Only six in ten senior business leaders view their companies as customer-centric, and just over half (56%) report a clear understanding of customers' tastes and needs, according to a recent report from The Economist Intelligence Unit and SAS.
The report, which was based on a survey of 389 global marketing and nonmarketing executives conducted last year, also highlights a disconnect among leaders regarding whose responsibility it is to make understanding and interacting with the customer their top priority.
Nearly one-quarter of chief marketing officers (CMOs) surveyed want a chief customer officer to take responsibility for being the voice of the customer, whereas another quarter see the task as their own. Currently, the CMO is considered the voice of the customer at just 18% of organizations, trailing the head of sales (31%).
Below, additional key findings from the report, Voice of the Customer: Whose Job Is It, Anyway?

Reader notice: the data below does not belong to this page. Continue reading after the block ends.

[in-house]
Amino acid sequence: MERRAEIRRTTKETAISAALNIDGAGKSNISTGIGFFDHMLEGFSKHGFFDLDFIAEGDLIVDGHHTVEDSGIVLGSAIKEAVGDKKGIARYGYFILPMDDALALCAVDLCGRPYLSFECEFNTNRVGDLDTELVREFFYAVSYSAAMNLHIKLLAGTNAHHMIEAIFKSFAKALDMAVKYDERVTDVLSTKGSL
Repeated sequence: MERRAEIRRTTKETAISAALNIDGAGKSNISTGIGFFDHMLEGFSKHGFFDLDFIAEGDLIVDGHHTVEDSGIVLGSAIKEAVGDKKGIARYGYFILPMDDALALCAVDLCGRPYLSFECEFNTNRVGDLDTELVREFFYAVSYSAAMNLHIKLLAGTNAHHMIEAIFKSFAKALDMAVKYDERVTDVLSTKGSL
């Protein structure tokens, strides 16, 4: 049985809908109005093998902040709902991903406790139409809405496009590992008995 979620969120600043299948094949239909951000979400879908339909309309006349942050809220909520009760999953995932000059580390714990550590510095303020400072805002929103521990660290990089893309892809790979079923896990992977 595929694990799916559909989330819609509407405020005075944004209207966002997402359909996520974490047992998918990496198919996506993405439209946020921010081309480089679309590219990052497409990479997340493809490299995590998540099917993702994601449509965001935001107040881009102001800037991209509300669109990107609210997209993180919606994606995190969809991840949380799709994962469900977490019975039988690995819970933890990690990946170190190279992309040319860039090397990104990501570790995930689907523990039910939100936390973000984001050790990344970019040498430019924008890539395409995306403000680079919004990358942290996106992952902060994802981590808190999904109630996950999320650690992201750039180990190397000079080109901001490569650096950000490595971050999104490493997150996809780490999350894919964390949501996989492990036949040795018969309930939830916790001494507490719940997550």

CMOs: A Lot on Their Plates
According to the report, CMOs may be struggling to champion the customer in part because they already have a large set of responsibilities, including overseeing traditional marketing functions such as advertising, brand marketing, product marketing, and communications.
CMOs are also broadly expected by C-suite leaders to increase revenue, add new customers, and improve their organizations' reputations.
Ayaz Nanji is an independent digital strategist and a co-founder of ICW Content, a marketing agency specializing in content creation for brands and businesses. He is also a research writer for MarketingProfs. He has worked for Google/YouTube, the Travel Channel, AOL, and the New York Times.
LinkedIn: Ayaz Nanji